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Snapper slips in latest Forest & Bird Fish Guide

3 November 2009 – Wellington
Forest & Bird media release for immediate use

Snapper slips in latest Forest & Bird Best Fish Guide

Snapper, scallops, skate, bluenose and bigeye and yellowfin tuna have slipped in the rankings in Forest & Bird’s latest Best Fish Guide launched today. They are all among the worst choices for seafood consumers.

The wallet guide – which is updated every two years – lists the most ecologically sustainable seafood to buy at shops or choose from takeaway or restaurant menus.

“Forest & Bird hopes seafood consumers will turn to the new Best Fish Guide even more often to help them make better choices,” Forest & Bird Marine Conservation Advocate Kirstie Knowles says. “Consumers have huge power to encourage our fisheries to become more responsible.”

The fourth Best Fish Guide will be launched at a Wellington Burger Wisconsin takeaway to celebrate Burger Wisconsin’s use of the guide to change the type of fish in its burgers.

In July Burger Wisconsin stopped buying deepwater dory (or oreo), which is one of the worst choices in the Best Fish Guide. Burger Wisconsin’s fish burgers now have tarakihi, which is a more sustainably fished species.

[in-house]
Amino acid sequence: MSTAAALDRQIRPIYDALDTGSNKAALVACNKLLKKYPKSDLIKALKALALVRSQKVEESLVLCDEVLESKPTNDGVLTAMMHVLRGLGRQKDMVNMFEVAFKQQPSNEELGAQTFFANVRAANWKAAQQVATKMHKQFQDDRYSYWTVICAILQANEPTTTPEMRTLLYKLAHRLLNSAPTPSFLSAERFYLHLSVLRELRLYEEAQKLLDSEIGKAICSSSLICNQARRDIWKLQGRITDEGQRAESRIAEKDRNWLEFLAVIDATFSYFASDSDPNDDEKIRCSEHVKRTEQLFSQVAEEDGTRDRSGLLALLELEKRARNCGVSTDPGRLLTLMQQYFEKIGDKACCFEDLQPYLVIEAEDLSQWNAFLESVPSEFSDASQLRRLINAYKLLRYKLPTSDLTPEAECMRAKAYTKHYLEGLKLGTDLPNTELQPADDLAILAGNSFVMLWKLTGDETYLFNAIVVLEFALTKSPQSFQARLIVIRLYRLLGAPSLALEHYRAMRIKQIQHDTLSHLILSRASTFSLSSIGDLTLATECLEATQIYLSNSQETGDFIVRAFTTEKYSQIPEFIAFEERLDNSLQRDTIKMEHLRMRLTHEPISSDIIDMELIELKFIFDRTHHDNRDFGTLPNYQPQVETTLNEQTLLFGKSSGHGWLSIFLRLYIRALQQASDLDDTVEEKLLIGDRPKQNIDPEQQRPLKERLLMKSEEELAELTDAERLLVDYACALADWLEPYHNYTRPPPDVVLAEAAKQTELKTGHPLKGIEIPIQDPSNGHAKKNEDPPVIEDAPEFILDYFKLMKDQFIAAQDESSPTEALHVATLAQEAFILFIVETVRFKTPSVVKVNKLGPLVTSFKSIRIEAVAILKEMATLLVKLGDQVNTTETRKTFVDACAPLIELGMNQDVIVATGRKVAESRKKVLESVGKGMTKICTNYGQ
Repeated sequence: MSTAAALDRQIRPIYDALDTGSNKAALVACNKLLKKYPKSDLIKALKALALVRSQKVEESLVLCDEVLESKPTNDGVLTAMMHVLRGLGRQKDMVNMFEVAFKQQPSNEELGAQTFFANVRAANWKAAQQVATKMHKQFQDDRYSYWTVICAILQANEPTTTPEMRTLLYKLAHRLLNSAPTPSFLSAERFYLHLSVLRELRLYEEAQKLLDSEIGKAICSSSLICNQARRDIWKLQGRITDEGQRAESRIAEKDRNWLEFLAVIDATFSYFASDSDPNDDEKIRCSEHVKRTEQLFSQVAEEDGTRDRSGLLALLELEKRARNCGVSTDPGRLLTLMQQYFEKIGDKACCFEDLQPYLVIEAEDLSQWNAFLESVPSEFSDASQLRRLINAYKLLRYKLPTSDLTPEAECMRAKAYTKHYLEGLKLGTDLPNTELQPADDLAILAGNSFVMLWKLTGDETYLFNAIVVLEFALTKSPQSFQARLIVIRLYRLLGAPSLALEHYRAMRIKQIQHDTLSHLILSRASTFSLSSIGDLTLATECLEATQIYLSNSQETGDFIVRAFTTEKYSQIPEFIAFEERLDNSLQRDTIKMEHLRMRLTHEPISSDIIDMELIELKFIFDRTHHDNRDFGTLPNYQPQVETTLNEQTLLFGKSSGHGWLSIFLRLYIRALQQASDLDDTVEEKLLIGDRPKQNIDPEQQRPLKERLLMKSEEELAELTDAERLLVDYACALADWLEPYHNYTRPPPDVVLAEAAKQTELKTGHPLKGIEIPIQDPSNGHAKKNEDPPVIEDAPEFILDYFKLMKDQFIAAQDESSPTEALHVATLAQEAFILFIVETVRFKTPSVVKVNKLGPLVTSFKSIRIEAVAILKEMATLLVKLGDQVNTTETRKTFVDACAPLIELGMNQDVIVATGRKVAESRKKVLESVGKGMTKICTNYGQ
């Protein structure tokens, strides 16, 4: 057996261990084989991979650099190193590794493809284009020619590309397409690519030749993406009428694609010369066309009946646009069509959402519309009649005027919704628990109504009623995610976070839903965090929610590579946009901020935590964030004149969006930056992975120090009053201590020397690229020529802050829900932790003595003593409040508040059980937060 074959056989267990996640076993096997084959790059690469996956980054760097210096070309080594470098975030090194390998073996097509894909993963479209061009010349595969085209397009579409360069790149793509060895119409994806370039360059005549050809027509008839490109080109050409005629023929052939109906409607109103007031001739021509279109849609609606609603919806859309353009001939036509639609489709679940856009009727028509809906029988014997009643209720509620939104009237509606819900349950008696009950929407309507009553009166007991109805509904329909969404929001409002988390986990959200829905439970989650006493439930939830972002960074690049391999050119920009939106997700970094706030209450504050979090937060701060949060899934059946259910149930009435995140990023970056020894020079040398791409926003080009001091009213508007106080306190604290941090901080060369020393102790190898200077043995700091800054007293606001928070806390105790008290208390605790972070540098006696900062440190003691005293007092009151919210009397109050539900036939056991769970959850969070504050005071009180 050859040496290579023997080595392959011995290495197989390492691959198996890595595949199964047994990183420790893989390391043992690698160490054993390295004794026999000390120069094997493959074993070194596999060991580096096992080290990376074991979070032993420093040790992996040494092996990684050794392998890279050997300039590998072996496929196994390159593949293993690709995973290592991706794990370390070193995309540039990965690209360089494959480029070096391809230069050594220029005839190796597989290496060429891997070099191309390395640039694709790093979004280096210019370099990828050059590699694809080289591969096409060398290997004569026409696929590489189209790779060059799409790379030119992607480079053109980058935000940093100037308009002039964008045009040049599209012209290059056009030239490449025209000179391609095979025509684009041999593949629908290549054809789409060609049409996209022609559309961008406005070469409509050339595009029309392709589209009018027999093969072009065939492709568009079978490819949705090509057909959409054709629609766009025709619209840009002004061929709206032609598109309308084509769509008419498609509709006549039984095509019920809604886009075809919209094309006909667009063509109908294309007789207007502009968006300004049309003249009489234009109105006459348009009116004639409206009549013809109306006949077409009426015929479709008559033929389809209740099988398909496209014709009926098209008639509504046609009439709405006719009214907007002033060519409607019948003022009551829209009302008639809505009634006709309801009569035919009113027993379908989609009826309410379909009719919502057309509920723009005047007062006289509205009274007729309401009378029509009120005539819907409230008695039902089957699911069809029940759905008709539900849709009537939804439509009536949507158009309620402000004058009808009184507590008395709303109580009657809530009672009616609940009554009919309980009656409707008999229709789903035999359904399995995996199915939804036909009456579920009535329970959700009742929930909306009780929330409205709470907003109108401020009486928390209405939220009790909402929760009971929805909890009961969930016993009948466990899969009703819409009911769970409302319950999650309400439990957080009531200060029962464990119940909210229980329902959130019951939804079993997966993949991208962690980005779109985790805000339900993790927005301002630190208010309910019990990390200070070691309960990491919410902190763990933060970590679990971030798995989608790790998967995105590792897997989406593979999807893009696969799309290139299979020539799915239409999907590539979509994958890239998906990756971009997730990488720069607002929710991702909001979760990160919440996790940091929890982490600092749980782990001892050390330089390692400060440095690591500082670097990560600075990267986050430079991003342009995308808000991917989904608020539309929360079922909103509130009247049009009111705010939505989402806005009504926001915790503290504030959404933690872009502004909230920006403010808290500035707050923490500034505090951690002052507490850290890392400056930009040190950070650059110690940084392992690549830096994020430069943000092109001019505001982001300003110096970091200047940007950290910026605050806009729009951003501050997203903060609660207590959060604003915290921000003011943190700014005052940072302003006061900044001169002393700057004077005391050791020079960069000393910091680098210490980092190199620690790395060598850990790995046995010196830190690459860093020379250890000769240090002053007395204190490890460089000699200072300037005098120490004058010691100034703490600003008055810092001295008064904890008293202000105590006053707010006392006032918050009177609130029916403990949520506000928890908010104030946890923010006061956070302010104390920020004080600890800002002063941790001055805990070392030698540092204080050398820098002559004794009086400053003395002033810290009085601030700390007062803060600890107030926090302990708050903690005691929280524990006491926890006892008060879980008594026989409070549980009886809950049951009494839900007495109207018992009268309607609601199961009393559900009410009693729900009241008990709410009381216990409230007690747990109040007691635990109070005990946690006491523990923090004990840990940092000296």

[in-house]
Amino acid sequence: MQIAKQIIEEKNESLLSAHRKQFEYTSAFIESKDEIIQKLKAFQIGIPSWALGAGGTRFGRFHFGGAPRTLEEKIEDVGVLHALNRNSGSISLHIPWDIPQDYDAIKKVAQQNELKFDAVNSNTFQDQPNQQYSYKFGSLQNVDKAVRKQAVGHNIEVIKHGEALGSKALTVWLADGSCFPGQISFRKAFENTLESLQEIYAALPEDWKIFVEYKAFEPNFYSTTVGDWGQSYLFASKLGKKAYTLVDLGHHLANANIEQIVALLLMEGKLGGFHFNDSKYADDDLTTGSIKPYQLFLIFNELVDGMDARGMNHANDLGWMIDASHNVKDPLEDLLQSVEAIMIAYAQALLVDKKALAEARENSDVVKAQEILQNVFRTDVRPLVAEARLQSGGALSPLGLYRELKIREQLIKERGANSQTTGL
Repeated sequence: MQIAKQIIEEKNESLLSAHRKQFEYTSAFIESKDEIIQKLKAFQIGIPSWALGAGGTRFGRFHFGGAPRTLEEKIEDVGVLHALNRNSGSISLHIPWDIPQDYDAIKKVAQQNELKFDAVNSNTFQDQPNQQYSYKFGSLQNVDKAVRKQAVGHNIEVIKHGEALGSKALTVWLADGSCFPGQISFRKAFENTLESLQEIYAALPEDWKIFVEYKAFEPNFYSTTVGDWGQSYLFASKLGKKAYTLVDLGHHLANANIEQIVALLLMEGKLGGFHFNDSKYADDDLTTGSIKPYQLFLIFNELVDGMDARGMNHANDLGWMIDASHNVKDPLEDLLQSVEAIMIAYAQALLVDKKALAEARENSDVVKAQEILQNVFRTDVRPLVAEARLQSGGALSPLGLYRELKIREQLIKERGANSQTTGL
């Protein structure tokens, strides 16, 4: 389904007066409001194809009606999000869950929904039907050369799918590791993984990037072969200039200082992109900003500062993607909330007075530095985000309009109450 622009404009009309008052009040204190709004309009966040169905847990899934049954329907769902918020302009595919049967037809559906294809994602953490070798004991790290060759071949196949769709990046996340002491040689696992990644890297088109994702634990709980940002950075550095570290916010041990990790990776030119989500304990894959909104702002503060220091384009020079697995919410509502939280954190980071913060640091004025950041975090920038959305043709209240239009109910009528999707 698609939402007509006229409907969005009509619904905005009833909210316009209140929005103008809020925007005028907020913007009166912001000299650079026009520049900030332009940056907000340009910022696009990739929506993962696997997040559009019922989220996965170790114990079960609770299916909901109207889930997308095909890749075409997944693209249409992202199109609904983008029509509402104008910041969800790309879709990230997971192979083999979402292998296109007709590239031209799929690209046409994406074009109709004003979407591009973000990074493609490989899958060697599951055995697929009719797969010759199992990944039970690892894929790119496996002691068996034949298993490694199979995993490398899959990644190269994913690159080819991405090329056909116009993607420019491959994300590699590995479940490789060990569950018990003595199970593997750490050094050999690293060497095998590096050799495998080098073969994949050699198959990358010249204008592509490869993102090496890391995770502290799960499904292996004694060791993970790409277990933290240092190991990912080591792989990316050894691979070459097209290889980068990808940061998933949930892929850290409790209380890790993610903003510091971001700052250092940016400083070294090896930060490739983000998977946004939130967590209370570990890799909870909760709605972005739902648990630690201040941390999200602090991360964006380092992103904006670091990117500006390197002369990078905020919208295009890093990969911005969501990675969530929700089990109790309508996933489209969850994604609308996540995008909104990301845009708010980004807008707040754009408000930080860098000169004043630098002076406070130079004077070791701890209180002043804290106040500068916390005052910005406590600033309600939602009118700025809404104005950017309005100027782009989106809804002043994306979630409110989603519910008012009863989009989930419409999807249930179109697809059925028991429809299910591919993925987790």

Orange roughy remains on the bottom of the Best Fish Guide, after years of over-fishing of the slow-growing, deepwater fish, which can live up to 130 years. It has been joined by porbeagle shark – a vulnerable shark species that is internationally recognised as threatened and is targeted for its fins. “Forest & Bird is seriously concerned about porbeagle sharks and our other shark species and the ongoing support of shark finning in New Zealand waters,” Kirstie Knowles says.

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At the top of the guide are anchovies, pilchards and sprats. Other good choices are skipjack tuna, garfish, cockles and kina.

Some fish have improved their rankings since the last Best Fish Guide appeared, including blue cod, trevally, packhorse lobster and red gurnard – which are all among the better seafood choices.

Hoki has also improved its ranking, though it is still in the red zone, and should be avoided. Forest & Bird is concerned about the hundreds of NZ fur seals, albatrosses, petrels and globally threatened basking sharks caught each year in the hoki fishery. “Hoki is caught by bottom trawling, which is underwater vandalism,” Kirstie Knowles says. “We also think the fishery’s management should be improved.”

The wallet guide is backed up by a 150-page report that details the reasons for each fish species’ ranking. It assesses each species’
• Status and the sustainability of catch
• Bycatch of protected species, such as seabirds, Hector’s dolphins and NZ sea lions
• Fishing method and impact
• Fish biology and vulnerability to overfishing
• Fisheries management

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